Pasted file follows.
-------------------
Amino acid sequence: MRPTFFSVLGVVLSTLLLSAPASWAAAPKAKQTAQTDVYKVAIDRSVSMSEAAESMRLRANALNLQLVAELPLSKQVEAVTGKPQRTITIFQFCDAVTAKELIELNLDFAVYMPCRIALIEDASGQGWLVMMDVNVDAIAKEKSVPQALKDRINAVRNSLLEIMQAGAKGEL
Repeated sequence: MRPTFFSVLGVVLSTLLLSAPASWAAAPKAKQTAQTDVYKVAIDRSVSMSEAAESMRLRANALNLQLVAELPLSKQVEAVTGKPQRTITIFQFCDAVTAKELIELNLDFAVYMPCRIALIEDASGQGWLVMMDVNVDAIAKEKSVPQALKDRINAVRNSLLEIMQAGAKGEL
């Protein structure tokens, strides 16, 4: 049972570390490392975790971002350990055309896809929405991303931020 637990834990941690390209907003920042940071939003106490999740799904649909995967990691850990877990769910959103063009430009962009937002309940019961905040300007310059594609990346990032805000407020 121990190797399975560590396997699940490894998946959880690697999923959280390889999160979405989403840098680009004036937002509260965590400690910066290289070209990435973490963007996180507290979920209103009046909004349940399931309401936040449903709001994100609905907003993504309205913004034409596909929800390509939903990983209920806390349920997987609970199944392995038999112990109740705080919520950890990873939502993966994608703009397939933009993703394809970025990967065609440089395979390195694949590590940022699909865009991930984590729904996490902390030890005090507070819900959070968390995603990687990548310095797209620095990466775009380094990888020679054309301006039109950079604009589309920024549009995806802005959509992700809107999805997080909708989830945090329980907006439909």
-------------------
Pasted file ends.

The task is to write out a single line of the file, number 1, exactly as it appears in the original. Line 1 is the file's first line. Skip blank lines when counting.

Amino acid sequence: MRPTFFSVLGVVLSTLLLSAPASWAAAPKAKQTAQTDVYKVAIDRSVSMSEAAESMRLRANALNLQLVAELPLSKQVEAVTGKPQRTITIFQFCDAVTAKELIELNLDFAVYMPCRIALIEDASGQGWLVMMDVNVDAIAKEKSVPQALKDRINAVRNSLLEIMQAGAKGEL